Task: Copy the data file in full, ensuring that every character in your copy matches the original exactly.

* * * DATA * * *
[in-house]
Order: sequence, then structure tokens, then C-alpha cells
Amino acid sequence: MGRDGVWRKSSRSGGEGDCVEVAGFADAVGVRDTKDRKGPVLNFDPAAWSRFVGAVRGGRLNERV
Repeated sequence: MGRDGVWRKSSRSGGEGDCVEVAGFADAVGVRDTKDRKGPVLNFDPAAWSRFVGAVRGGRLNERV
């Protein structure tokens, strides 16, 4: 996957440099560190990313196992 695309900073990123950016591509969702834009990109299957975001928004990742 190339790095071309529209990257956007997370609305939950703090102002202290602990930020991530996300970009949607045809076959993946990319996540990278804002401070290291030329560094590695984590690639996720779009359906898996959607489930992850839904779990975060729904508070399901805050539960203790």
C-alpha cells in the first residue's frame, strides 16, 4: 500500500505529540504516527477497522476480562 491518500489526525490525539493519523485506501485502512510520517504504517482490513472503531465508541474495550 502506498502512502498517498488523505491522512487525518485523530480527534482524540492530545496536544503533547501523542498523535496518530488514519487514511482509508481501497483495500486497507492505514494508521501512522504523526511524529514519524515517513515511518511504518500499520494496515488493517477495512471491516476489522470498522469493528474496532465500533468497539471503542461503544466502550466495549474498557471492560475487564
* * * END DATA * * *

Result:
[in-house]
Order: sequence, then structure tokens, then C-alpha cells
Amino acid sequence: MGRDGVWRKSSRSGGEGDCVEVAGFADAVGVRDTKDRKGPVLNFDPAAWSRFVGAVRGGRLNERV
Repeated sequence: MGRDGVWRKSSRSGGEGDCVEVAGFADAVGVRDTKDRKGPVLNFDPAAWSRFVGAVRGGRLNERV
């Protein structure tokens, strides 16, 4: 996957440099560190990313196992 695309900073990123950016591509969702834009990109299957975001928004990742 190339790095071309529209990257956007997370609305939950703090102002202290602990930020991530996300970009949607045809076959993946990319996540990278804002401070290291030329560094590695984590690639996720779009359906898996959607489930992850839904779990975060729904508070399901805050539960203790």
C-alpha cells in the first residue's frame, strides 16, 4: 500500500505529540504516527477497522476480562 491518500489526525490525539493519523485506501485502512510520517504504517482490513472503531465508541474495550 502506498502512502498517498488523505491522512487525518485523530480527534482524540492530545496536544503533547501523542498523535496518530488514519487514511482509508481501497483495500486497507492505514494508521501512522504523526511524529514519524515517513515511518511504518500499520494496515488493517477495512471491516476489522470498522469493528474496532465500533468497539471503542461503544466502550466495549474498557471492560475487564